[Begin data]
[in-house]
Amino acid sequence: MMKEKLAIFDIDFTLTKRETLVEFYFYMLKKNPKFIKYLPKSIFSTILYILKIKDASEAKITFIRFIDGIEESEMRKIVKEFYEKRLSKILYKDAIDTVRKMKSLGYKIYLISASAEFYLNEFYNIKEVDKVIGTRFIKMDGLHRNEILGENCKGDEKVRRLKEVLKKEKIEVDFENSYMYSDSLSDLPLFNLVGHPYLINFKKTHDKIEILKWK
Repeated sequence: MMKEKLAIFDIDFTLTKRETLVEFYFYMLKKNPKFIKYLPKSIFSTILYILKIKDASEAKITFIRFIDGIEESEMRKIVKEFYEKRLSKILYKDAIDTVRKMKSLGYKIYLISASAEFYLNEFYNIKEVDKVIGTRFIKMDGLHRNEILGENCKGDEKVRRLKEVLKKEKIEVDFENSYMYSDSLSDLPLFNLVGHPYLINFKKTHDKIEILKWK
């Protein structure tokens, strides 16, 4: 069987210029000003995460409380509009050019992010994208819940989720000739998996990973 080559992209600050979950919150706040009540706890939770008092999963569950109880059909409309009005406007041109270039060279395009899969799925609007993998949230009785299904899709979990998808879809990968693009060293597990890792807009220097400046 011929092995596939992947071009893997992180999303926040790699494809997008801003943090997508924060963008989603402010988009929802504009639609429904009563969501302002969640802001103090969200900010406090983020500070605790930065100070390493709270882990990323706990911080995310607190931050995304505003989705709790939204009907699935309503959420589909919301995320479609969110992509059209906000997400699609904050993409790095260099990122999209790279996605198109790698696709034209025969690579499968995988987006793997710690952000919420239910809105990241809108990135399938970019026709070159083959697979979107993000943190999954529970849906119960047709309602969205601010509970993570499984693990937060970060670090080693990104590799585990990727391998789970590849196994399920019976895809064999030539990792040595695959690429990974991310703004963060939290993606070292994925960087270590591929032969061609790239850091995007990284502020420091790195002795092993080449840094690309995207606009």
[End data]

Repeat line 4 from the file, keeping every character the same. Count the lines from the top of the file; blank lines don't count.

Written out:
């Protein structure tokens, strides 16, 4: 069987210029000003995460409380509009050019992010994208819940989720000739998996990973 080559992209600050979950919150706040009540706890939770008092999963569950109880059909409309009005406007041109270039060279395009899969799925609007993998949230009785299904899709979990998808879809990968693009060293597990890792807009220097400046 011929092995596939992947071009893997992180999303926040790699494809997008801003943090997508924060963008989603402010988009929802504009639609429904009563969501302002969640802001103090969200900010406090983020500070605790930065100070390493709270882990990323706990911080995310607190931050995304505003989705709790939204009907699935309503959420589909919301995320479609969110992509059209906000997400699609904050993409790095260099990122999209790279996605198109790698696709034209025969690579499968995988987006793997710690952000919420239910809105990241809108990135399938970019026709070159083959697979979107993000943190999954529970849906119960047709309602969205601010509970993570499984693990937060970060670090080693990104590799585990990727391998789970590849196994399920019976895809064999030539990792040595695959690429990974991310703004963060939290993606070292994925960087270590591929032969061609790239850091995007990284502020420091790195002795092993080449840094690309995207606009």